Museum of Firefighting Returns to Edinburgh After Long Absence

Submitted by edg on Wed, 28 Jun '23 3.53am
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A museum telling the story of firefighting in Scotland opens this Thursday, almost a full century after pioneer James Braidwood took command of the world’s first municipal fire brigade in Edinburgh.

The Museum of Scottish Fire Heritage is opening at McDonald Road Fire Station off Leith Walk, which was the home of the previous Edinburgh Museum of Fire for 25 years, and remains a working fire station to this day.

The new museum is operated by the Scottish Fire and Rescue Service as a “community hub” and for educational purposes, with admission free.

The previous Edinburgh Museum of Fire closed in 2016. The museum was then housed in the old Central Fire Station, a  red brick building in Lauriston Place, which opened in 1900. The building was sold to the University of Edinburgh, and is now part of the Edinburgh College of Art. 

The Scottish Fire and Rescue Service said after the closure that they expected to open the new museum at McDonald Road in 2018, so the wait has been a long one.

World’s First Municipal Fire Brigade

The new museum uses historic fire vehicles, appliances, uniforms, photos, and interactive exhibits to bring the story of firefighting to life for youngsters and old alike.

The museum has five main themes in its gallery. 

In "Early Days", it looks at the rise of James Braidwood, who in 1824 became the first Firemaster in the world’s first municipal fire brigade, then called the Edinburgh Fire Engine Establishment.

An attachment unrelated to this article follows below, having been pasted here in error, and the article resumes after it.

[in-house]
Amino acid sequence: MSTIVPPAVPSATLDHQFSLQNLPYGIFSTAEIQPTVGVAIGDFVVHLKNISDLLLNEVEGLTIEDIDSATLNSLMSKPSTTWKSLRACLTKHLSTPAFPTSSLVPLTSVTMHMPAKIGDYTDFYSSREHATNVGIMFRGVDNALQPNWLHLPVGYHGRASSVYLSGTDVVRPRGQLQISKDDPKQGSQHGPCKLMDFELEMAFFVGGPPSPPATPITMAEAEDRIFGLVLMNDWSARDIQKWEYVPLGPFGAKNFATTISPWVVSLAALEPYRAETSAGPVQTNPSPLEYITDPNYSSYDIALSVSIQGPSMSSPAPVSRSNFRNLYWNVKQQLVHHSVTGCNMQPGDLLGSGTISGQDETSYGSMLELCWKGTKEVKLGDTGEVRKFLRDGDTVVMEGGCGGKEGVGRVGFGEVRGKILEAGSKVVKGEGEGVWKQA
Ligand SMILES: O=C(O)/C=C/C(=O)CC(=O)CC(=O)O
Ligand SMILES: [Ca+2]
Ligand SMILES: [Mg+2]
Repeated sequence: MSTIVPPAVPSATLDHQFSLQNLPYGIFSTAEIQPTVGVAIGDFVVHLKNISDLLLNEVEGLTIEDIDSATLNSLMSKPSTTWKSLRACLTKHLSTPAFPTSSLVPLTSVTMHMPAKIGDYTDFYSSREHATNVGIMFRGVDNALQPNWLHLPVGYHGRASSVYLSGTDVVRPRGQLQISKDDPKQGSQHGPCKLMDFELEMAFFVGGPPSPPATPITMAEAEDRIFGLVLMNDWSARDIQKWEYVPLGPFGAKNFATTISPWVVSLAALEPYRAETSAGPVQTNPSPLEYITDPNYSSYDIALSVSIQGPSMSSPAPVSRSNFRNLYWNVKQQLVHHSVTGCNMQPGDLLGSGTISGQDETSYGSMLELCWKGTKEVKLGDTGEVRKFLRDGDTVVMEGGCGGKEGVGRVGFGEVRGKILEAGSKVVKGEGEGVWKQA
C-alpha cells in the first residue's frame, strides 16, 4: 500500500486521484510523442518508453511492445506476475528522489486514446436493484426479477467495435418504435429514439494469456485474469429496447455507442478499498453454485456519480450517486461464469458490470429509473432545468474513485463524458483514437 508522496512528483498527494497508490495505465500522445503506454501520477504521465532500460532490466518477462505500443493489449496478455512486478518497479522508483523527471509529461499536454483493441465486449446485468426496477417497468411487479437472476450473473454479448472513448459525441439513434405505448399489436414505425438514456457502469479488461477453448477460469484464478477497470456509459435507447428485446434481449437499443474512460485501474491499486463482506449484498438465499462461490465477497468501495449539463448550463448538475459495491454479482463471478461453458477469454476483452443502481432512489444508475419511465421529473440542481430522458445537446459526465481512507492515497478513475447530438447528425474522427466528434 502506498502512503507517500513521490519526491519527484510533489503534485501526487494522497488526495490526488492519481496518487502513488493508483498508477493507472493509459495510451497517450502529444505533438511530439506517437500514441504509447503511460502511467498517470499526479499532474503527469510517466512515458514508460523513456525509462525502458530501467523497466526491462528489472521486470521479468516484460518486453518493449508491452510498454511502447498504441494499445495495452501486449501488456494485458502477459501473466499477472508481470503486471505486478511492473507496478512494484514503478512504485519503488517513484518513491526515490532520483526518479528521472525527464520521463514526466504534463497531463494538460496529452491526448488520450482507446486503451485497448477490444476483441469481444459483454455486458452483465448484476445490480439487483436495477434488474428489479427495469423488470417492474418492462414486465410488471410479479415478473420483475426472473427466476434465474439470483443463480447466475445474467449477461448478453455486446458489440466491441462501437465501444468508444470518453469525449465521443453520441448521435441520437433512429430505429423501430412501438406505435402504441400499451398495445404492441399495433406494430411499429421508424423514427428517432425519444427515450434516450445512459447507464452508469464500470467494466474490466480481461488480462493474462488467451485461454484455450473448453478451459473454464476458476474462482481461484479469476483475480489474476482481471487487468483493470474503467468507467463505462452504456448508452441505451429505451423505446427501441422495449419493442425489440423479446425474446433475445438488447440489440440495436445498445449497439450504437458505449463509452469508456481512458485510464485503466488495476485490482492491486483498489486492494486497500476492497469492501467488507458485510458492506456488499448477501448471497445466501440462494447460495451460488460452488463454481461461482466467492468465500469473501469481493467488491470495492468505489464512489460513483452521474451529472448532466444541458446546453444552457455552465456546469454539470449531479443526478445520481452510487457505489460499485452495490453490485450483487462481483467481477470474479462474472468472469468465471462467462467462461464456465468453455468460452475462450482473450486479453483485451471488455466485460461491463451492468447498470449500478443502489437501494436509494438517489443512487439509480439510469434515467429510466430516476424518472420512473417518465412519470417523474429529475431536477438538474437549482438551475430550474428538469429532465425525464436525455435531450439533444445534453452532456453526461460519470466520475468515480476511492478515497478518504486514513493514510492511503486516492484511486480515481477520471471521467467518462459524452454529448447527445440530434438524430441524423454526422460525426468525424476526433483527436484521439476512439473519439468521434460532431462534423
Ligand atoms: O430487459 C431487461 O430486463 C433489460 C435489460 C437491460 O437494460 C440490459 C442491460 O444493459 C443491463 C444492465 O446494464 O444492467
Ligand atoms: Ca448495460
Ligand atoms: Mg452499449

A surveyor by trade, Braidwood brought a level of professionalism and scientific approach to firefighting. He introduced helmets and protective uniforms. He trained teams to enter buildings to get closer to the fire instead of standing outside pointing a hose at the building. 

His men drilled at 4am in the morning, practising climbing skills on North Bridge so they could escape burning buildings. Many similar principles of fire-fighting introduced by Braidwood are still applied today (his contribution to the profession was recognised in 2008 with a memorial statue on the Royal Mile).

The museum covers the impact of the Great Fire of Edinburgh (1824) and the role of private fire brigades, paid for by insurance companies.

“On the Run”, looks at how firefighters, over the years, have kept themselves and their equipment, serviceable and ready for Call Outs.

“Being a Firefighter” looks at what it takes to become a firefighter in terms of the skills and training (including for dogs) and how it has changed since Braidwood recruited part-time firefighters from the trades for their knowledge of the buildings and construction materials of the Old Town.

“Your Safety” covers the history of public information messaging showing how the fire service has used comic strips, posters, and radio to educate the public about fire risk. 

Finally, a temporary exhibition looks at how World War I and World War II impacted the formation of Fire Brigades across the UK, causing changes in the status of women.

Visitors will also be able to view the drill ground where current firefighters train. 

When it was announced that the Museum of Fire would close in 2016, there was some outcry. A petition calling for the Scottish government to preserve the museum garnered 5,425 signatures. The sale of the building went ahead. The new museum building at McDonald Road may not have the same character and heritage value, but the re-opening of the Museum should provide some consolation.

Admission is free to The Museum of Scottish Fire Heritage. Open daily 10am-4pm (closed Sunday & Monday) from Thursday, 29th June 2023.